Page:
St. Innocent Momtazi Hill Pinot Noir 2008
Pinot Noir from Willamette Valley, Oregon
This wine has a distinctly different density compared to other St. Innocent offerings and reflects its unique McMinnville terroir. The best analogy I can offer is to imagine having tasted all of Burgundy except for Nuits-Saint-Georges. Then you taste Nuits-Saint-Georges and respond that this is not Burgundy. But of course it is, in fact it is the geographic center of Burgundy, yet is somehow completely different. This is how Momtazi and the McMinnville AVA fits into the profile of Oregon's Willamette Valley.
This is a complex wine that reflects the heat of the afternoon sun, the cool, windy evenings, and the rustic soils of the McMinnville hills while retaining the dark beauty of its intense, ripe fruit. It is aromatically complex with layers of blue and black fruit, Indian spices, coffee hints, and pepper. In the mouth these complex aromas are reflected along with a "sauvage" sense of wildness. Texturally layered, its flavors vary in intensity and quality over your tongue and palate. Ample ripe tannins balance with its acidity into a finish that integrates both its dark, wild fruit and its exotic spices.
Serve with braised meats, stews, sausages, or cassoulet. It can be enjoyed in its youth after decanting for two hours or more and will develop over a decade.
The Wine Advocate - "The 2008 Pinot Noir Momtazi Vineyard comes from a cool site in McMinnville that is often difficult to ripen but not in this stellar vintage. It gives up dark fruit aromas along with earth and mineral notes (but no green character). Savory, dense, and full of flavor, this is a rare Willamette Pinot with a "sauvage" character more often seen in Burgundy. It will be at its best from 2012 to 2020. "
St. Innocent Winery
St. Innocent Winery was founded in May 1988 by Mark Vlossak, the current winemaker and president, and eight investors. Ten tons of grapes were crushed the first fall, producing 396 cases of still and 176 cases of sparkling wine. Production increased to our full capacity of 6800 cases in 2004. The winery is located in Salem, Oregon, at the southeast corner of the Eola Hills, in the mid-Willamette valley.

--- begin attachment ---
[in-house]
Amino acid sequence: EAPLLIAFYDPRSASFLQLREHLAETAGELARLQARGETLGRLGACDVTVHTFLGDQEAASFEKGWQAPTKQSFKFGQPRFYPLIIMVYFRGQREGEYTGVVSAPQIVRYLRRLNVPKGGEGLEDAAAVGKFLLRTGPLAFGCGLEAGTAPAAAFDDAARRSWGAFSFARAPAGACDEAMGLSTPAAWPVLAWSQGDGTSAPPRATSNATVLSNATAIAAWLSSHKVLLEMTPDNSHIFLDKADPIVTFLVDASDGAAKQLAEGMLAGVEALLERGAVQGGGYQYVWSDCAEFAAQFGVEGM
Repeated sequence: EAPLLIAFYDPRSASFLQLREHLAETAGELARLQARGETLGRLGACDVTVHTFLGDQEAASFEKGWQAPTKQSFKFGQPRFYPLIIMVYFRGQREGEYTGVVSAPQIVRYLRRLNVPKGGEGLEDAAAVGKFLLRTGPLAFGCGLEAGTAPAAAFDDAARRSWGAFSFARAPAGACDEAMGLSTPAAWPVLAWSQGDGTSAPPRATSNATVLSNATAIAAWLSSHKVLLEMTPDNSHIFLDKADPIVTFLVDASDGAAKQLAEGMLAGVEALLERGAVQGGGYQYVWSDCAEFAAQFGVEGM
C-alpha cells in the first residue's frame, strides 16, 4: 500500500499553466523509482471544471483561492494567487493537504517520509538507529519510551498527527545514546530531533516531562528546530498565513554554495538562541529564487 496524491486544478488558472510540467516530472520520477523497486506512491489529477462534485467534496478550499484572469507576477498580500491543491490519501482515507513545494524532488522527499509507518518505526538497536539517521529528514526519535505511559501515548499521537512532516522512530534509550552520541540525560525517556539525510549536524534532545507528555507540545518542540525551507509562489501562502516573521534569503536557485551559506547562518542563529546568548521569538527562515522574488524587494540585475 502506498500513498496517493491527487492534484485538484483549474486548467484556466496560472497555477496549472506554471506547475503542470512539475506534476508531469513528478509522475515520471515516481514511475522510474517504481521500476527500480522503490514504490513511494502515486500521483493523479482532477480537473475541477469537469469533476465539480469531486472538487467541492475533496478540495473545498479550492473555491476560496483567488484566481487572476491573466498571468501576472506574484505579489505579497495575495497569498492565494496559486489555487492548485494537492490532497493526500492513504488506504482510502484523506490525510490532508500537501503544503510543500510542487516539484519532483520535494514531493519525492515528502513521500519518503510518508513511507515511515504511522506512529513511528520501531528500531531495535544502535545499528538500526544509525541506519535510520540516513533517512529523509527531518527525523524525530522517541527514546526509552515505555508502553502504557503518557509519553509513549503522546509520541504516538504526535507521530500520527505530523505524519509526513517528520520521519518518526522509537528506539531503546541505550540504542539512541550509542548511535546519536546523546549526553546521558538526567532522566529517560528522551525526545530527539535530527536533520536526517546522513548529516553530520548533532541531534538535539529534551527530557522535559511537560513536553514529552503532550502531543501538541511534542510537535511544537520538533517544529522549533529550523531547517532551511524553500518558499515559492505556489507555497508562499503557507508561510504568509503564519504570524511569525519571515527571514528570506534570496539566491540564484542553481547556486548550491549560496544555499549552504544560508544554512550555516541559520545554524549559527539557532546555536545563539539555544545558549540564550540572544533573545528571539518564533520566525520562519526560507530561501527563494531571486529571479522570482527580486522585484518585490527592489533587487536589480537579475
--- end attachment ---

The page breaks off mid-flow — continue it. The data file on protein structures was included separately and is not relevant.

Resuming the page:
St. Innocent produces small lot, handmade wines: seven single vineyard Pinot noirs and a blended Pinot noir called the Villages Cuvée, two Chardonnay from Dijon clone plantings, two Pinot gris, and a Pinot blanc.
The philosophy behind the winemaking at St Innocent is that the function of wine is to complement and extend the pleasure of a meal. The characteristics of a wine should enhance different food and flavor combinations - this interaction amplifies the pleasure of a meal. To this end, St. Innocent wines tend toward higher acid levels, and more diverse and balanced flavors. View all St. Innocent Winery Wines
About Willamette ValleyView a map of Willamette Valley wineries (will-AAM-it)
Named for the river that runs through the valley from Portland to Eugene, Willamette Valley is home to some of the best Pinot Noir vineyards in the Northwest. While along the same north/south line as Seattle, the Willamette Valley is protected from Pacific rains by the Coast Range on the western border and the Cascade Ranges to the east. Though sunshine is typically plentiful, rainfall can occasionally be tricky, and the wines here vary vintage to vintage. Within the Willamette Valley are are number of sub-regions, including McMinnville, Dundee and Yamhill.
Notable FactsThe valley is known for its Pinots – Pinot Noir and Pinot Gris. With a climate similar to Burgundy – in rainfall, sunlight hours and other climate factors – Pinot Noir has flourished here. Pinot Noir in Oregon produces wines that are fruit forward, yet complex, some with good agebility.
Other than Pinot Noir, many wineries grow Pinot Gris and Chardonnay. Pinot Gris from Oregon is delightful in its texture and food friendliness. Chardonnay in the valley adapts well to the cool climate and produces lean, elegant wines.
About OregonOregon has long been an agricultural state, producing everything from hazelnuts to cattle. The Willamette Valley in particular is a fertile basin for all sorts of produce. Not quite pegged as a wine state, in 1965, a UC Davis graduate named David Lett decided that the Willamette's climate mirrored that of Burgundy in France. With that in mind, he decided to plant some Pinot Noir clones to see how they did. And a good gamble it was. The Willamette is now one of the only regions in the world to focus solely on Pinot Noir as its red variety. Also known for Chardonnay and Pinot Gris. The southern part of Oregon has been slower in delving into the world wine market, but has been making excellent strides with their Rhone style varietals, like Syrah and Grenache. There are also coastal regions producing promising wines.
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